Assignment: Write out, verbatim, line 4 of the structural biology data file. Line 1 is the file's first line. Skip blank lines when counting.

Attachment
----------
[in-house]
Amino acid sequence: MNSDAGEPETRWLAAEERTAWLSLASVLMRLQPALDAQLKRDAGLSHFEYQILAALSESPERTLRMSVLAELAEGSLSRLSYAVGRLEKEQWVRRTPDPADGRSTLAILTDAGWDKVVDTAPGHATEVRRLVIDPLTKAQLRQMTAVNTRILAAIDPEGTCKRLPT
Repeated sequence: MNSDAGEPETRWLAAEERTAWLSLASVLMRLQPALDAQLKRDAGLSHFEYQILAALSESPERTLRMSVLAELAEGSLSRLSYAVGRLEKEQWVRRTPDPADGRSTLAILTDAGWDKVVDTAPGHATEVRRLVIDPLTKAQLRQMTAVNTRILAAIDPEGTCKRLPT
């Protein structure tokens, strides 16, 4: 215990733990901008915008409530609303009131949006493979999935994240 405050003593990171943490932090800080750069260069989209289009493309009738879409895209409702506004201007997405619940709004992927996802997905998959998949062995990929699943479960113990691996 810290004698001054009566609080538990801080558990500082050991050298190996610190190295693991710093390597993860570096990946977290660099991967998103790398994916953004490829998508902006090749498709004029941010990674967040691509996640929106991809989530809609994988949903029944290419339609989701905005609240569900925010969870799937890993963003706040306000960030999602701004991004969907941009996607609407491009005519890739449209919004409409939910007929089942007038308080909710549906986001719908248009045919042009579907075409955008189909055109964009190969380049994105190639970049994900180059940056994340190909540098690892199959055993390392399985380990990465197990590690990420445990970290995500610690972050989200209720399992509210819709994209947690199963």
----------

């Protein structure tokens, strides 16, 4: 215990733990901008915008409530609303009131949006493979999935994240 405050003593990171943490932090800080750069260069989209289009493309009738879409895209409702506004201007997405619940709004992927996802997905998959998949062995990929699943479960113990691996 810290004698001054009566609080538990801080558990500082050991050298190996610190190295693991710093390597993860570096990946977290660099991967998103790398994916953004490829998508902006090749498709004029941010990674967040691509996640929106991809989530809609994988949903029944290419339609989701905005609240569900925010969870799937890993963003706040306000960030999602701004991004969907941009996607609407491009005519890739449209919004409409939910007929089942007038308080909710549906986001719908248009045919042009579907075409955008189909055109964009190969380049994105190639970049994900180059940056994340190909540098690892199959055993390392399985380990990465197990590690990420445990970290995500610690972050989200209720399992509210819709994209947690199963």